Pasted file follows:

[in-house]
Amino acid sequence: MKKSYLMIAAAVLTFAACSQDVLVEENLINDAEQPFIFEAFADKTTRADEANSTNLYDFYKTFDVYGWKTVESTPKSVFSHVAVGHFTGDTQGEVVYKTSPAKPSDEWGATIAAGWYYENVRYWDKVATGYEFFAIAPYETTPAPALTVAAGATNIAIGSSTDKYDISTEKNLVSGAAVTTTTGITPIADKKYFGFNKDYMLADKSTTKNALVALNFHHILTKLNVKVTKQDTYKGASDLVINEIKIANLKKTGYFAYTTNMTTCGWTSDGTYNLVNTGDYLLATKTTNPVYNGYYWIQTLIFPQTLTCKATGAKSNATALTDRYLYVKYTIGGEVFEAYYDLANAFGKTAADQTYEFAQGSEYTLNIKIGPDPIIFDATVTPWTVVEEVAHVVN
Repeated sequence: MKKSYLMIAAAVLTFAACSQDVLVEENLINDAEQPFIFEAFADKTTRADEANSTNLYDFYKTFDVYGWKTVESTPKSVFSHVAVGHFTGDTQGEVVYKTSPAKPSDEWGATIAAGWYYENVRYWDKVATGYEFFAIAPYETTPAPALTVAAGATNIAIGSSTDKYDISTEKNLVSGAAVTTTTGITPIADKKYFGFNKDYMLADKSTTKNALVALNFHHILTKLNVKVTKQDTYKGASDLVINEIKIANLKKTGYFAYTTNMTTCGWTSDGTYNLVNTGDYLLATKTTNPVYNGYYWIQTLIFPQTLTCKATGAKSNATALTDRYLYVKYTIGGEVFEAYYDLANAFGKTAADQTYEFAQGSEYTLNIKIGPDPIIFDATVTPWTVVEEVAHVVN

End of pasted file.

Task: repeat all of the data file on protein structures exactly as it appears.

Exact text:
[in-house]
Amino acid sequence: MKKSYLMIAAAVLTFAACSQDVLVEENLINDAEQPFIFEAFADKTTRADEANSTNLYDFYKTFDVYGWKTVESTPKSVFSHVAVGHFTGDTQGEVVYKTSPAKPSDEWGATIAAGWYYENVRYWDKVATGYEFFAIAPYETTPAPALTVAAGATNIAIGSSTDKYDISTEKNLVSGAAVTTTTGITPIADKKYFGFNKDYMLADKSTTKNALVALNFHHILTKLNVKVTKQDTYKGASDLVINEIKIANLKKTGYFAYTTNMTTCGWTSDGTYNLVNTGDYLLATKTTNPVYNGYYWIQTLIFPQTLTCKATGAKSNATALTDRYLYVKYTIGGEVFEAYYDLANAFGKTAADQTYEFAQGSEYTLNIKIGPDPIIFDATVTPWTVVEEVAHVVN
Repeated sequence: MKKSYLMIAAAVLTFAACSQDVLVEENLINDAEQPFIFEAFADKTTRADEANSTNLYDFYKTFDVYGWKTVESTPKSVFSHVAVGHFTGDTQGEVVYKTSPAKPSDEWGATIAAGWYYENVRYWDKVATGYEFFAIAPYETTPAPALTVAAGATNIAIGSSTDKYDISTEKNLVSGAAVTTTTGITPIADKKYFGFNKDYMLADKSTTKNALVALNFHHILTKLNVKVTKQDTYKGASDLVINEIKIANLKKTGYFAYTTNMTTCGWTSDGTYNLVNTGDYLLATKTTNPVYNGYYWIQTLIFPQTLTCKATGAKSNATALTDRYLYVKYTIGGEVFEAYYDLANAFGKTAADQTYEFAQGSEYTLNIKIGPDPIIFDATVTPWTVVEEVAHVVN